POMPTON LAKES, N.J. — People wait two years to get a private reading with Rev. Janet Nohavec, an internationally known psychic medium and pastor of The Journey Within, a Spiritualist church in Pompton Lakes.
Church members flock from New Jersey, New York, and Connecticut to attend her services – two on Sunday mornings, one on Wednesday nights.
The congregation started 20 years ago with 10 people.
Today, 200 show up for services.
“We’re seeing a lot of people leaving traditional religion and seeking an alternative,” Nohavec said.
Journey Within, a Spiritualists’ National Union Church at the end of a cul-de-sac on a suburban residential street, is open to everybody, she added. It has very little dogma and creed.
A single woman, Nohavec, 59, has devoted her life to Spiritualism and is known for developing an evidential mediumship method that she teaches others.
When she gives a reading, she produces facts and details – evidence – about a spirit’s former lifetime that offer incontrovertible proof she has contacted a particular soul.
Most faiths tell people to just believe there is an afterlife, Nohavec said. Spiritualism attempts to prove it.
What moves those who come for readings, she said, is the realization they can heal unfinished business with the dead.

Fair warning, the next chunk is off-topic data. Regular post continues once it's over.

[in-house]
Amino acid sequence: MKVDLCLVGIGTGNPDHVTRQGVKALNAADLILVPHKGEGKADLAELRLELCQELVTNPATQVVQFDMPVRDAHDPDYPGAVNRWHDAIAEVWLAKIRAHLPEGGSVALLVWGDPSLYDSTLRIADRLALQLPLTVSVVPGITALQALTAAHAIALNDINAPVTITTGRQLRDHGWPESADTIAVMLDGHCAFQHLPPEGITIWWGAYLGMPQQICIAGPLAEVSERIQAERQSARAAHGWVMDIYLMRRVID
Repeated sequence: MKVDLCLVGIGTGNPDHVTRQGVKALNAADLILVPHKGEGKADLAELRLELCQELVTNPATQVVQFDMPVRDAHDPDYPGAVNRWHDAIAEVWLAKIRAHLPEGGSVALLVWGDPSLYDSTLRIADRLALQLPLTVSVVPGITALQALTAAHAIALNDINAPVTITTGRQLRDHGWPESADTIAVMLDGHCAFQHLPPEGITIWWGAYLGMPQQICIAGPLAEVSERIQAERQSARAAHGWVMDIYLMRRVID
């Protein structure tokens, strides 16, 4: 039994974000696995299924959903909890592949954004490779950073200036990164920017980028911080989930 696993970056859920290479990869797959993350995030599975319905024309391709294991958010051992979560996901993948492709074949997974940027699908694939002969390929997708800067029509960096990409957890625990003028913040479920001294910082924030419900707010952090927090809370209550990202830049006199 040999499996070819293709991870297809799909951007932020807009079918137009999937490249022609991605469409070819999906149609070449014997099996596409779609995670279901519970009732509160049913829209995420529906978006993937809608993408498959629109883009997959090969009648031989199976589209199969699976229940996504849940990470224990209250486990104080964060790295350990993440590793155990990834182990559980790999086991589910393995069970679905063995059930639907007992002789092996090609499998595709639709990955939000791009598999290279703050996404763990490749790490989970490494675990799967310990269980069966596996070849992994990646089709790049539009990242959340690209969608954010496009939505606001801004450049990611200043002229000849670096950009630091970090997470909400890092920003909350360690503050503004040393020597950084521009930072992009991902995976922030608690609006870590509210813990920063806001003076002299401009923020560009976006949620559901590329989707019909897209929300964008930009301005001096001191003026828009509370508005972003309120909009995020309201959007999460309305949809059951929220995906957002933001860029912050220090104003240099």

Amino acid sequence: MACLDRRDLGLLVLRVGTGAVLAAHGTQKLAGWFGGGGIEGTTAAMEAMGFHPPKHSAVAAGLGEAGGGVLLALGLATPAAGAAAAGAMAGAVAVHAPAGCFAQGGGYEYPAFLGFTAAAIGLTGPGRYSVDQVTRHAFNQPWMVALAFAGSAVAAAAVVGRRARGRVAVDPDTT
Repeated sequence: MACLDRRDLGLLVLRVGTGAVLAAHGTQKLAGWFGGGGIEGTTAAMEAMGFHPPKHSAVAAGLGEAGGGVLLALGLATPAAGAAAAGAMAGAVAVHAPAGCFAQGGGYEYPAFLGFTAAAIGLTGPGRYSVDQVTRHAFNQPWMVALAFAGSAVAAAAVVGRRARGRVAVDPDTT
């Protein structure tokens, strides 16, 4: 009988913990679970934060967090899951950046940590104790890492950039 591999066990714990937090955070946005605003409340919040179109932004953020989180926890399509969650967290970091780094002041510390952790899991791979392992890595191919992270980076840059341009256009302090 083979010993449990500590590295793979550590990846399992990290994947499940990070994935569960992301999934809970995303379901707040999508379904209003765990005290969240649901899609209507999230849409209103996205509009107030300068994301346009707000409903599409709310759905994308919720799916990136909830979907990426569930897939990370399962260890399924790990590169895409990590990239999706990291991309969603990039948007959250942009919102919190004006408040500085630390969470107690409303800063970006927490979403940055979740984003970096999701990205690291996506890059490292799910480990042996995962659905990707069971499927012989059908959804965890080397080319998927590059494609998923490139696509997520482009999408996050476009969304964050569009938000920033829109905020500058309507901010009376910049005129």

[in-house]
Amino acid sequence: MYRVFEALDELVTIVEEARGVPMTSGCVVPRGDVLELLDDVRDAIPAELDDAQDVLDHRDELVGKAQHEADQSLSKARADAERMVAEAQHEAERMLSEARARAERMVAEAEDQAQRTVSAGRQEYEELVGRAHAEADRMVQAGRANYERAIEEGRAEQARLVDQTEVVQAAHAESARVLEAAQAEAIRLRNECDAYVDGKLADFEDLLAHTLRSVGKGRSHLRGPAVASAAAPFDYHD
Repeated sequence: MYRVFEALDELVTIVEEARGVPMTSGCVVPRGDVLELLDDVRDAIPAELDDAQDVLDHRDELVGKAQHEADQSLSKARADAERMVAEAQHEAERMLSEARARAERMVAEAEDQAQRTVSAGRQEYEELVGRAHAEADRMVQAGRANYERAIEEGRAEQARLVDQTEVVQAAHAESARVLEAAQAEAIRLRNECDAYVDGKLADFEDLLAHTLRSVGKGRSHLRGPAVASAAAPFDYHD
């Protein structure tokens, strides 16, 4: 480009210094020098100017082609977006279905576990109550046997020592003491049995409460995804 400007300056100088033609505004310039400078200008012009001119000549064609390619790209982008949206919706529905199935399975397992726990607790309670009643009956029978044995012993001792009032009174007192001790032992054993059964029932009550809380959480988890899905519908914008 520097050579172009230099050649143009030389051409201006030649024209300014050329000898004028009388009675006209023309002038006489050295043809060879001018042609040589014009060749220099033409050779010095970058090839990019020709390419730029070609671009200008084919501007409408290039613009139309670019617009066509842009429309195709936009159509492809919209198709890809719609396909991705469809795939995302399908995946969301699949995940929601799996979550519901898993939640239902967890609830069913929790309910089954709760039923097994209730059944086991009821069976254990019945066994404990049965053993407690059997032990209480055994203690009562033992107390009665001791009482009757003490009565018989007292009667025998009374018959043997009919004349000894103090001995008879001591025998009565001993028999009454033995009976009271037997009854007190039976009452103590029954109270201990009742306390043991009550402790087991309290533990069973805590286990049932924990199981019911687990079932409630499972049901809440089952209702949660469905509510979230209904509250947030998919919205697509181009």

“Contact with spirits of loved ones means a tremendous amount to people,” Nohavec said. “It’s a phone call from heaven. It could be an apology. It could be a thank you.”
Behind Nohavec’s desk in her church office on Carr Street hangs a massive painting of St. Teresa, a clue to her own spiritual journey. Like her church members, she, too, left traditional religion.
Nohavec grew up Catholic in nearby Franklin Lakes in a family with Czech/Polish roots that has some psychic ability. Since girlhood, she has heard spirits’ voices.
“When I was about 25, I literally heard a voice in the corner of the room one night,” she recalled. “It said, ‘You’re going to be a Catholic nun.”
So she entered the convent of the Sisters of Charity in Convent Station and stayed five years.
“I was encouraged to talk to God, the saints, the angels,” she said. “When I said I was talking to Grandma, they said that was a bad thing. It made no sense. Why could we talk to everyone but not Grandma?”
Nohavec left the convent before taking her final vows.
Soon after, she met a medium who introduced her to Spiritualism.
Her church teaches people to be their own philosophers in life, Nohavec explained.
“Unfortunately, most people focus on the material world,” she said.
But if their spirituality is not ignited in some way, she added, they will have trouble navigating the material world.
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